Hometown: Kennett, Missouri
What’s on her plate: The recent release of her first country album Feels Like Home, which includes the hit single “Easy”
When I started writing songs, my big inspirations were writers. I can remember my dad reading Pudd’nhead Wilson by Mark Twain, and I always thought Twain and Steinbeck were writers who could create a character that travels with you from beginning to end. Later I got into Townes Van Zandt and Bob Dylan and Leonard Cohen, all people who know how to tell a story.
If I wasn’t a musician, I would own an antiques store. I love looking for stuff with a story, especially early-American pieces. I like to drive around and find that big sign that says “Antiques” and pull in and see what they’ve got. Most recently I found an old transom, a piece of wood that probably went into a stairwell. God knows where I’m going to put it.
Having Johnny Cash record one of my songs was my biggest compliment as a songwriter. Talk about bringing weight to a song. He owned it. Afterward, he called me and asked if I liked his version and quizzed me about why I wrote “Redemption Day.” But we never got to sing it together. He died three months later.
Loretta Lynn opened the door. She gave permission to us female songwriters to write about what was really going on, to talk about things [in songs] that were uncomfortable or that were taboo.
Feels Like Home is an extension of songs people know me for—”If It Makes You Happy,” “Strong Enough”—and rock songs inspired by country music. It’s just more dedicated to country instrumentation: more pedal steel, more twangy guitars, more fiddles.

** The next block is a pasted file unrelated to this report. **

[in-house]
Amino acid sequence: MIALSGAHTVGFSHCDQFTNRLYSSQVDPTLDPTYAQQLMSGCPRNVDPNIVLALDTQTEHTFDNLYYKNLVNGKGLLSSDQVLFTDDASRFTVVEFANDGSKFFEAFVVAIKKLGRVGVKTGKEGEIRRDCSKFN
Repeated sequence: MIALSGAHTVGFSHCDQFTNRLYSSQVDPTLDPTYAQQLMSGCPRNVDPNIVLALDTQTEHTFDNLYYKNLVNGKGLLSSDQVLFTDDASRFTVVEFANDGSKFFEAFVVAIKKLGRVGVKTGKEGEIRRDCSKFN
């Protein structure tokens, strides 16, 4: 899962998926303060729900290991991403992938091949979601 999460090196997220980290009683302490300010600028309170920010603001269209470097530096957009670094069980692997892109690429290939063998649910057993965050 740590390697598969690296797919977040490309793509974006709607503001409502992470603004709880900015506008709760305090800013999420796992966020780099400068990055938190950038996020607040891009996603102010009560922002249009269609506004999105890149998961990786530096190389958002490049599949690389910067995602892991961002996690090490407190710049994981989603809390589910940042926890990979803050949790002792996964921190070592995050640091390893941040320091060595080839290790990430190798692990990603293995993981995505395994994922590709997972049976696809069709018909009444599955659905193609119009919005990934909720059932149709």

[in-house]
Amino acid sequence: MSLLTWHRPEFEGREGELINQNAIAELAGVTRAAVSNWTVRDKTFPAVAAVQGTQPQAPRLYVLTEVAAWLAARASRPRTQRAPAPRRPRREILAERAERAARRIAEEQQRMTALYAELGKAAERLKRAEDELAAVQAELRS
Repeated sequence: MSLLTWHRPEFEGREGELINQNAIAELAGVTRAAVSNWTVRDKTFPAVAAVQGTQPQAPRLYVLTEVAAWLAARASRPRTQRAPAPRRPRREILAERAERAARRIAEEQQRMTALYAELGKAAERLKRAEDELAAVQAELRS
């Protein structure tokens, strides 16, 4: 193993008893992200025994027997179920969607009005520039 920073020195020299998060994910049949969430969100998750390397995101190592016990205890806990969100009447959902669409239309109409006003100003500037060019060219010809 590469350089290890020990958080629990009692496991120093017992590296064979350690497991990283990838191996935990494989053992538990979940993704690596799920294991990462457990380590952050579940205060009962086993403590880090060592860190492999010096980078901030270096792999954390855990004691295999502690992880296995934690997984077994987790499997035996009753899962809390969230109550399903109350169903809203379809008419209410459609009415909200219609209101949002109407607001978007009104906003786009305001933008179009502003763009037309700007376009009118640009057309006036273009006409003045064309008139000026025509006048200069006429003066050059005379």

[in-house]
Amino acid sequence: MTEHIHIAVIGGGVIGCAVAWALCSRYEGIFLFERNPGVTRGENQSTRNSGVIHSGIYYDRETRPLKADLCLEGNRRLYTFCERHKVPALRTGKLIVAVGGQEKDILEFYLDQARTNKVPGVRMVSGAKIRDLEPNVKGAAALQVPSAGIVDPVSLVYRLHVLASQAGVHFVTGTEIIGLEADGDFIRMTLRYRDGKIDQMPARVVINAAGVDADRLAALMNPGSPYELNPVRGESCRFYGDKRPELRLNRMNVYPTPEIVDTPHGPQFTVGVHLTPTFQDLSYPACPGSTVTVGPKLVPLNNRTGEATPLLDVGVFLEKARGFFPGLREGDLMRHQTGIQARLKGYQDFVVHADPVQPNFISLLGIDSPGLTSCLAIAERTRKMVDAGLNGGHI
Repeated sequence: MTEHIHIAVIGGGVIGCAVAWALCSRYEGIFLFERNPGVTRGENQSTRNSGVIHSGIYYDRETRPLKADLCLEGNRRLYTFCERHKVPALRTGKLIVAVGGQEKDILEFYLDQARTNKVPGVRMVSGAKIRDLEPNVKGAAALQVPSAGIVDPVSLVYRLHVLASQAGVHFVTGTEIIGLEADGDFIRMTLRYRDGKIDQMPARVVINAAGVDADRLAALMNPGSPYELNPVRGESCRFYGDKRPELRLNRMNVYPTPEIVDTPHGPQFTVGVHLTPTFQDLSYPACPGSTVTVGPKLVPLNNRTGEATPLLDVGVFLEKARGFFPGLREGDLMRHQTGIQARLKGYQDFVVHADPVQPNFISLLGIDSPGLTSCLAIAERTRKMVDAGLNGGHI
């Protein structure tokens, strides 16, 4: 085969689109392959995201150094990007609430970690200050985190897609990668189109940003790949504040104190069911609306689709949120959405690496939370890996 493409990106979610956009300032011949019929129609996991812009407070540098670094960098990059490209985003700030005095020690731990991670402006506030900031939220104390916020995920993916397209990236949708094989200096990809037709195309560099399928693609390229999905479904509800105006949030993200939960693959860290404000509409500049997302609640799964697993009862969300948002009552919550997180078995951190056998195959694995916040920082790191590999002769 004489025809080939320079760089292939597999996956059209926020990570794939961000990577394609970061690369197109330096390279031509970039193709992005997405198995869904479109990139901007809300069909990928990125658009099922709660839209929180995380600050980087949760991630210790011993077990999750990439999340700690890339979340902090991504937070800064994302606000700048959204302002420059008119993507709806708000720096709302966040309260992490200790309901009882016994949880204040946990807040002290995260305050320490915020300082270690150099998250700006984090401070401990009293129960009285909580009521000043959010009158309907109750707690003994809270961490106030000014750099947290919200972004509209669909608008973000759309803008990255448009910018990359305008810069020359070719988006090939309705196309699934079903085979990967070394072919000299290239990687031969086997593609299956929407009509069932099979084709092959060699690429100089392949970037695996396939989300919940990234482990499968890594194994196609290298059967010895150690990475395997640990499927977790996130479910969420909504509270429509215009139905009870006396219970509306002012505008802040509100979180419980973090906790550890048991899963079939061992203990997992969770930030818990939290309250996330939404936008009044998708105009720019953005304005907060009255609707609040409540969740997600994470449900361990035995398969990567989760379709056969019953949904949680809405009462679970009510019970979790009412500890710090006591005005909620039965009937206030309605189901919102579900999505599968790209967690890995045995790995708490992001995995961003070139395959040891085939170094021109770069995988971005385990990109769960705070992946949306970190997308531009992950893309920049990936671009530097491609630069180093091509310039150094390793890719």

Brad Paisley was instrumental in getting this album made. He’s just been a huge support system. He and his wife are my close friends, and our kids play together, so we have a strong bond outside of music. He came up to me and said, “You’ve really got to do this. If your music came out now it would be released in the country format.”
Life is very normal in Nashville. When I moved here, it was the first time I felt like I found my home. I’m surrounded by people in the industry who approach their lives in a way where [the music] is work, it’s a job. It’s something that we love doing, but what comes first is family and community, and that’s what keeps this town feeling real to me.
I want my sons Wyatt (6) and Levi (3) to be philanthropists, to have a strong sense of compassion. And to be environmentalists, to leave their campsite looking nicer than the way they found it.
Twirling is at the top of the list of my hidden talents. Two days ago I went through the broom closet—I was sweeping the back porch because my parents were coming—and my baton was in there. My kids are at this age where everything is a gun. My 3-year-old picked up the baton and went, “Pow, pow, pow.” So I said, “Let me show you what this is really for.” And I did a little twirling.
I’ve always admired my mom. But now that I’m a mom, more than ever I admire how she raised four kids without any help. It’s tiring yet you want your kids to see you as joyful, and my mom was great at that. She was great at making us believe that she had it all together all the time.
As a Southern woman, I’m trying to raise my kids the way my mom brought us up: feeding them healthy food, teaching manners, giving them a connection to the earth, and instilling a sense of what’s right and wrong. I think of all that as Southern tradition, but I hope it’s a tradition all across the board.